Laura McComb, her husband and children, and another family were vacationing together in Wimberley, a quaint riverside town halfway between Austin and San Antonio, when the storms hit. As the river rose, something in the water knocked their cabin off its supports, sending the building and its nine occupants hurtling downstream.
Since that frantic phone call Saturday night, no one has heard from Laura, her children or the other family. Only Laura’s husband, Jonathan McComb, managed to escape the floodwaters. He is being treated for a broken rib, a punctured lung and other injuries at San Antonio’s Brooke Army Medical Center, his father, Joe McComb, told The Post.
“It was going to be a family, fun-filled weekend,” Joe McComb said in a phone interview Monday. “But then the rain started in the afternoon, and it got dark, and the river did what it did all in a matter of 20 or 30 minutes.”
Joe McComb and his wife, who flew back from a wedding anniversary trip in Hawaii to see their son in the hospital, said that Jonathan’s memory of what happened is hazy. As night fell, the Blanco River surged over its banks, rising past the stilts that were supposed to elevate the cabin beyond the reach of floodwaters. Authorities say the waters rose 26 feet in one hour, overwhelming the surrounding community.
Inside their Wimberley cabin, Jonathan McComb and his family were trapped.
“Then they heard something terrific hit the poles that were holding the house. Either one or two must have broken, but it was dark and nobody could really see what was going on,” Joe McComb said. “Whatever it was hit the side of the house, it broke the poles and then the water just lifted the house and started floating downriver.”
The fierce current carried the building for a few miles, then sent it crashing into a bridge. The house was torn apart and its occupants cast into the water.
“Everybody got separated from everybody,” Joe McComb said.
Buffeted by waves and bombarded by debris, Jonathan McComb lost sight of his family and was on the verge of losing consciousness. But he kept telling himself “I gotta get out,” according to his father, and was eventually carried to shore. He clambered out of the water near San Marcos, about 12 miles downstream from where he had been staying.
“He’s real beat up, but he’ll recover. It’s a miracle,” Joe McComb, a former Nueces County commissioner, said. “Now we’re just hoping that another miracle will happen and all or some of them will be found.”
The McCombs’ dog Maggie, who was brought along on the trip, was discovered caught in a tree Monday, alive and mostly unhurt. Joe McComb interprets this as a sign that the rest of his family will be found.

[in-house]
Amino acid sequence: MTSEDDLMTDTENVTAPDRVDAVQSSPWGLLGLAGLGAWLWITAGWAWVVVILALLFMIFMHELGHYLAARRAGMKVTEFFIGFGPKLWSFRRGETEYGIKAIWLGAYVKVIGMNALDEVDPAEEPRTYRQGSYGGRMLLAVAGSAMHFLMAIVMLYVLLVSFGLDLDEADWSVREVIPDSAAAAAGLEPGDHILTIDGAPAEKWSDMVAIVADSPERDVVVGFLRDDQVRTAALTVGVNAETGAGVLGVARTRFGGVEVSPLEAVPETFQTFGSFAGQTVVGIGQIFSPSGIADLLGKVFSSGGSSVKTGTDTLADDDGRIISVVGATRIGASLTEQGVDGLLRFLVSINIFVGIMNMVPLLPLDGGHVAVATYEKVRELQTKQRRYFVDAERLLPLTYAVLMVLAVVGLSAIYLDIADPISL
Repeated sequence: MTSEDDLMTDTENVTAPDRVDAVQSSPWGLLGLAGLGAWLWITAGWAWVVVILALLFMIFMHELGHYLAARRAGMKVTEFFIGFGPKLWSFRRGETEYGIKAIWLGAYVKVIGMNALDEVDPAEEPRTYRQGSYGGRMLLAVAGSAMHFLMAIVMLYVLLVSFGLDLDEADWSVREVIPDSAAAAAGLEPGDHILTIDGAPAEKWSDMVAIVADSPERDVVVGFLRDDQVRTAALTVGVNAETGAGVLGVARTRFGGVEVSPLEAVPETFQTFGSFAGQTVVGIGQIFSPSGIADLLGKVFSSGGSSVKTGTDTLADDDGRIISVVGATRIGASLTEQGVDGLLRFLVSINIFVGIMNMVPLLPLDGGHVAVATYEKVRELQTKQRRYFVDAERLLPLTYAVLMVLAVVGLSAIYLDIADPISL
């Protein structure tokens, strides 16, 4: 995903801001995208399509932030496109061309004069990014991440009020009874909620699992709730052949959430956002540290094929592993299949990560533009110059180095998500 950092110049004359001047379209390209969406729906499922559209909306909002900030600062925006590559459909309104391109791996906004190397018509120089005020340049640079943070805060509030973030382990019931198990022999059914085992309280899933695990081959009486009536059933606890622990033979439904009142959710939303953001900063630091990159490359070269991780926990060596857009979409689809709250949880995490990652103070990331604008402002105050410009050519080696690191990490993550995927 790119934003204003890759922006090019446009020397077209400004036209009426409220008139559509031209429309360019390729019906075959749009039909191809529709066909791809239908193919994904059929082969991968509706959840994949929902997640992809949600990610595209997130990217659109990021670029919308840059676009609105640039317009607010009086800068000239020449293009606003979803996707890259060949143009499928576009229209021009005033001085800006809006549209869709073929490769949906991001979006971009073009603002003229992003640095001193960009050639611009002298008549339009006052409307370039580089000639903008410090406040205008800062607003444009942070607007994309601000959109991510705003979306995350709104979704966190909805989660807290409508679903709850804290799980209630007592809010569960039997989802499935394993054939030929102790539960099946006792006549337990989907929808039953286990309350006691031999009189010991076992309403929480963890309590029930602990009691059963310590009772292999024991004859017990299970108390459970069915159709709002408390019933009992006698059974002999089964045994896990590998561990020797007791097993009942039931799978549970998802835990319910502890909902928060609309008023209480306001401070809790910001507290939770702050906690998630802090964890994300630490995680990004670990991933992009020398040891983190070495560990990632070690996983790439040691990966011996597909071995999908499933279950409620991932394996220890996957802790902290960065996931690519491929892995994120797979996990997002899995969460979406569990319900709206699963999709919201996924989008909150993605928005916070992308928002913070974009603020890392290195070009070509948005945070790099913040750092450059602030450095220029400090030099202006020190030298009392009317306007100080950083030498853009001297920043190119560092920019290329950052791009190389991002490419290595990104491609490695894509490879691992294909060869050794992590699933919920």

“Our faith in God is that the others will be able to pull through this, too,” he said.
The other people in the house — Laura McComb, their two children Andrew, 6, and Leighton, 3, family friends Randy and Michelle Charba and their son Will, 4, and Michelle Charba’s parents Ralph and Sue Carey, all from Corpus Christi — are among 12 people still missing in Central Texas.
The floods Saturday night were the worst Texas has ever endured, Gov. Greg Abbott (R) said at a news conference Monday.
“You cannot candy-coat it,” he told reporters after a flight over the Blanco River. “It’s absolutely massive. It’s a powerful message to anyone in harm’s way of the relentless, tsunami-type power this wave of water can pose to people.”
Abbott described seeing a “relentless flow of water” and trees “mowed down like grass by a lawnmower.”
“You may think it’s something you can escape. All too often it’s something you cannot escape if you don’t get out of harm’s way in advance,” he warned, according to the Austin American-Statesman.
The weekend storms wreaked havoc from the Southern Plains into the Gulf of Mexico. Five people have been reported dead in Texas and neighboring Oklahoma, and 13 people were killed by an associated tornado in Ciudad Acuna, a city in Northern Mexico, The Post reported Monday. Abbott has declared a state of emergency in 24 Texas counties.
Hays County, which includes Wimberley, was among the hardest-hit areas. County officials told the Associated Press that some 1,000 homes there were destroyed.
“We do have whole streets with maybe one or two houses left on them and the rest are just slabs,” Hays County emergency management coordinator Kharley Smith told the AP.
After years of drought, the Southern Plains, which includes part of Texas, have been bombarded with rain in recent months. But the once-welcome wet spring has now become a deadly threat. Meteorologists told Reuters that the saturated soil couldn’t absorb any more water, causing this weekend’s flash floods. And since thunderstorms are forecast through the end of the week, continued flooding remains a possibility.
“It’s still raining,” Hays County Judge Bert Cobb told the Austin American-Statesman on Monday. “This event is not over.”